Pointing to an incident over the weekend in which a Florida panther was killed by a vehicle, U.S. Rep Vern Buchanan, R-Fla., doubled down on his call for the U.S. Fish and Wildlife Service (FWS) to designate a “critical habitat” for the official animal of the Sunshine State.
“Each year, the Florida panther population continues to shrink in size as more big cats are hit and killed by cars because they lack a safe habitat,” Buchanan said on Monday. “Although these panthers are protected under the federal Endangered Species Act, they face extinction because they have no protected area to live and repopulate.”
“We should not stand by and do nothing as yet another endangered species is wiped off the earth,” Buchanan added. “We don’t get a second chance once a species becomes extinct.”
Earlier this month, members of the Florida congressional delegation urged President Barack Obama to add more protection for Florida panthers, calling on him to create a critical habitat designation for the Florida panther. In 1967, the Florida panther was one of 14 mammals included in the launch of the Endangered Species Act.
U.S. Rep. Alcee Hastings, D-Fla., led the letter which was also signed by Buchanan, fellow Republican U.S. Rep. Curt Clawson and Democratic U.S. Reps. Kathy Castor, Ted Deutch, Lois Frankel, Patrick Murphy, Debbie Wasserman Schultz and Frederica Wilson.
“The Florida panther is one of the most endangered species in the world as less than 180 of them survive today,” the representatives wrote Obama. “As you know, the two greatest threats to the Florida panther are the loss of habitat and automobile-related deaths, both of which are caused by increased development in environmentally sensitive areas. The best available science suggests that current lands in conservation do not provide enough suitable habitat area to support even the limited number of existing panthers. Further, on November 28th, two more panthers were killed by cars.
“As members of the Florida delegation, we are writing to request your support in establishing a critical habitat designation for the endangered Florida panther,” they added. “The Florida panther was listed as an endangered species in 1973, but critical habitat has never been established, even though the Endangered Species Act includes a requirement for the designation of critical habitat for endangered species. In other words, the Florida panther is protected by the federal Endangered Species Act, unfortunately its home is not.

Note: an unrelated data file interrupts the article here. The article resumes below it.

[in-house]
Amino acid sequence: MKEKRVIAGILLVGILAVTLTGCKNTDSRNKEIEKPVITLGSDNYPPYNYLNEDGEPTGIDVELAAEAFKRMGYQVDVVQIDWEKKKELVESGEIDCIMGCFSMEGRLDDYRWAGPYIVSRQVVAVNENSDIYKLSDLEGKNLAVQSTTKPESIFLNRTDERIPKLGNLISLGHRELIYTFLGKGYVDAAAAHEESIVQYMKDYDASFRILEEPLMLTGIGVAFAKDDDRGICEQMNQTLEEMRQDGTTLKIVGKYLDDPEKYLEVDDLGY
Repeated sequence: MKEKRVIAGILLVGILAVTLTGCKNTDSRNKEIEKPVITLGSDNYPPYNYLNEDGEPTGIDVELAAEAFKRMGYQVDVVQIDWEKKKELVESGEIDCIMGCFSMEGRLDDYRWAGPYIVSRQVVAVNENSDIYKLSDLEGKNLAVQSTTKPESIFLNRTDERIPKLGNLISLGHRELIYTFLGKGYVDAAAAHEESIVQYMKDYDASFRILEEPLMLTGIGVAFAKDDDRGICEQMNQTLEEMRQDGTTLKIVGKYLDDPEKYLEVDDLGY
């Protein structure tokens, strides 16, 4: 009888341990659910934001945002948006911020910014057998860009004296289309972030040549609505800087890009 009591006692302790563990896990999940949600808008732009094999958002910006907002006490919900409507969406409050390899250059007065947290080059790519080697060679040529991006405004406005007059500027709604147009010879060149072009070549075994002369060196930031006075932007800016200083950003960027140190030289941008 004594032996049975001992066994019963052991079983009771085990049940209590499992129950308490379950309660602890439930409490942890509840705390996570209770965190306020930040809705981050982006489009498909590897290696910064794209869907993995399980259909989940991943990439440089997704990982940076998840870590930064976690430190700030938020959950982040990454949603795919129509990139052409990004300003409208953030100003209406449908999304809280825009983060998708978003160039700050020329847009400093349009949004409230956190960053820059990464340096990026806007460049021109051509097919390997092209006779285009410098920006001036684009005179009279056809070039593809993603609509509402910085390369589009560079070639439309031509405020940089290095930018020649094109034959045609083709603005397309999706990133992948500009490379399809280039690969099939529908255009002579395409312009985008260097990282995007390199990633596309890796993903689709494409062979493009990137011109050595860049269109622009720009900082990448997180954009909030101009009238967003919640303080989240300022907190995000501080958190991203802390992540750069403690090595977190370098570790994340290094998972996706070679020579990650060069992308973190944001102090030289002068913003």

“It is of great importance to designate a critical habitat not only because it would preserve and encourage the growth of the current population of Florida panthers, but also because it would help to protect other valuable environmental resources, such as wetlands, aquifer-recharge areas, drinking water supplies and the habitat of other endangered species,” the representatives wrote. “At the top of the food chain, Florida panthers help keep feral hog numbers in check and deer, raccoon and other prey populations balanced and healthy. Moreover, a designation of critical habitat does not mean that no further development is allowed in an area, it simply requires additional review when projects requiring federal permits would impact habitats considered essential to preventing the Florida panther from going extinct.
“We urge you to ensure the continued existence of the Florida panther and the preservation of Southwest Florida’s natural resources and unique character by supporting the designation of critical habitat for the endangered Florida panther,” they wrote in conclusion. “Thank you for your time and consideration. The decision to take action now will provide a historic opportunity for protecting the Earth’s most endangered ‘umbrella species’ – the Florida panther.”
FWS is in charge of critical habitats and, on its website, defines the role of development in those areas.
“A critical habitat designation does not necessarily restrict further development,” the FWS noted. “It is a reminder to federal agencies that they must make special efforts to protect the important characteristics of these areas.
“Only activities that involve a federal permit, license, or funding, and are likely to destroy or adversely modify the area of critical habitat will be affected,” the FWS added. “If this is the case, the Service will work with the federal agency and, where appropriate, private or other landowners to amend their project to allow it to proceed without adversely affecting the critical habitat. Thus, most federal projects are likely to go forward, but some will be modified to minimize harm to critical habitat.”
Back in 2013, there were 160 Florida panthers in the wild but current estimates have it as high as 180. As low as that number is, it was far worse in the 1970s when the population dropped to around 20.
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